If it wasn’t for the existence of four previous albums and the evidence of several people who swear blind they’ve seen them live, you’d honestly mistake LA’s No Age for a sustained and elaborate art hoax. An experiment in formatting the perfect hipster noisepop band, just weird enough to slip off the surface of the mainstream, just hooky enough to be a solid and real proposition with songs your mum can whistle (in the unlikely event of your mum ever hearing of No Age.) This isn’t a proper band. Surely? FFS, their album artwork is just the tracklisting, the price, and a small picture of a cheese slice hanging off a knife. Someone once described them as ‘dreampunk’, a self-contradictory word describing a sound that shouldn’t really exist, yet it fits the band perfectly: an almost-too-perfect blend of whirligig shoegaze and beefy fuzzpop.
Fifth album, Snares Like A Haircut (sorry, no real band would call an album Snares Like A Haircut?) picks up where this preposterous, brilliant and presumably imaginary duo left off with 2013’s An Object: fuzzy Sonic Youth stompers bumping against drifting sound-collages and blurring in the middle, like an audio venn diagram. The likes of ‘Cruise Control’, ‘Stuck In The Charger’ and ‘Soft Collar Fad’, the latter of which wholesale rips off the two-chord riff from Nirvana’s ‘Been A Son’, could almost be standard fuzzy indie-rock fare, the type churned out by, say, The Vaccines if it wasn’t for production choices that blend and pan the sounds in odd ways, emphasising all the wrong bits: Guitars feel too loud, vocals too distant, drums too unfocused, and yet when you sit back and look at the whole it feels less like self-sabotage and more like an acknowledgment of their nature, be it imaginary or not. It works,. Against all odds, it works. The fact that, cleaned up, these tunes could fill any indie landfill you care to mention makes the beautiful weirdness all the richer.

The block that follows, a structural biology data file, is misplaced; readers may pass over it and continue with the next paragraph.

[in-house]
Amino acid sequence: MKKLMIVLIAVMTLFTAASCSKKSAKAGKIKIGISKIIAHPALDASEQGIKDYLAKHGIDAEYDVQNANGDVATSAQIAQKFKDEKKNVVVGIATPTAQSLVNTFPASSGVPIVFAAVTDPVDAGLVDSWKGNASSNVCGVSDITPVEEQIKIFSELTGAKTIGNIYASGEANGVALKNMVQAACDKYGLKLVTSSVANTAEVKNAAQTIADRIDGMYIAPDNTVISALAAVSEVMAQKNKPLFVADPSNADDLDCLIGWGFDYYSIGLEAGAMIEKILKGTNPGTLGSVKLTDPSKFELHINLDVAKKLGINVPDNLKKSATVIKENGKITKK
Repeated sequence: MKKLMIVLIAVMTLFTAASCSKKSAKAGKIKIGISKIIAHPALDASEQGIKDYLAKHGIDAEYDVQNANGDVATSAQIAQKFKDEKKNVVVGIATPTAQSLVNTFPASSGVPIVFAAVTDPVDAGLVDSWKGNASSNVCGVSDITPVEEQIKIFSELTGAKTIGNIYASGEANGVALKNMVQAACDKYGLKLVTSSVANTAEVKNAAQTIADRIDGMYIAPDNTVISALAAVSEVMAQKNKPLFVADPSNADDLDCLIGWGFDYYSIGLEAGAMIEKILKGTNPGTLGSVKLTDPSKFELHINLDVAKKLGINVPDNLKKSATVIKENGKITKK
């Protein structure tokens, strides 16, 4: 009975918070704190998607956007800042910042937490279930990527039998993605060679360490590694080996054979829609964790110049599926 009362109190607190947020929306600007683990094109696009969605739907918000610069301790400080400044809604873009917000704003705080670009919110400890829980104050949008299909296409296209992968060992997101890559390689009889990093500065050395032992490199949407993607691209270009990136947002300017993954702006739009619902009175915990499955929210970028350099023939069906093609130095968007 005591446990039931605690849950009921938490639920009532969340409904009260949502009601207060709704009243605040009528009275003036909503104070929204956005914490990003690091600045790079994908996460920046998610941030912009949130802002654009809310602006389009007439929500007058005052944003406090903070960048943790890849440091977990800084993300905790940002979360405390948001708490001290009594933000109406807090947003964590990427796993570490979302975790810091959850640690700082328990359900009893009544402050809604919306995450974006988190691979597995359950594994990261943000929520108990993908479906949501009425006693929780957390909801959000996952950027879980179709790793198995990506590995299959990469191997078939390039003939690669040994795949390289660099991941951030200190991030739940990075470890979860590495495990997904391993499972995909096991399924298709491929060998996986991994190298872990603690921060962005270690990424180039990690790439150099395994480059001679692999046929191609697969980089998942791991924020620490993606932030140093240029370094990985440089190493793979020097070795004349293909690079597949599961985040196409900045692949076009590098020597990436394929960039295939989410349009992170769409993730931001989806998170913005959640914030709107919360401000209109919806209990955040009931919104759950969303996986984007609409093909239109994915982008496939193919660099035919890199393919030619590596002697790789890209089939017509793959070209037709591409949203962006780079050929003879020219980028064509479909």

Then there’s flip side of the coin, songs like the title track with its percussion played by a blissed out Edward Scissorhands, or the brilliantly titled ‘Third Grade Rave’ which seems to have drums recorded under a duvet and washed-out chimes pulled from a parallel universe where the pair have written an almost, but not entirely, different song. It’s the sound of an odd band pleasing themselves, and while that can be an ugly proposition in the wrong hands, here it feels satisfyingly individual, and often very beautiful. The two sides blend together on ‘Squashed’ which takes its’ vocals from the Velvet Underground, guitars from one of the really good Smashing Pumpkins b-sides and beams its drums all the way from Alpha Centauri, hoping you’re too stoned to notice the mismatch. Which, given the previous ten songs, you probably are.
After 40 minutes you’re still not totally sure what it is you’ve listened to. This could be great, messy pop music, or just as easily be something you dreamt, dozing in post-coital bliss with a detuned radio in the background. Whichever it is, you’ll just be glad it exists. If, that is, it exists at all.
8Marc Burrows's Score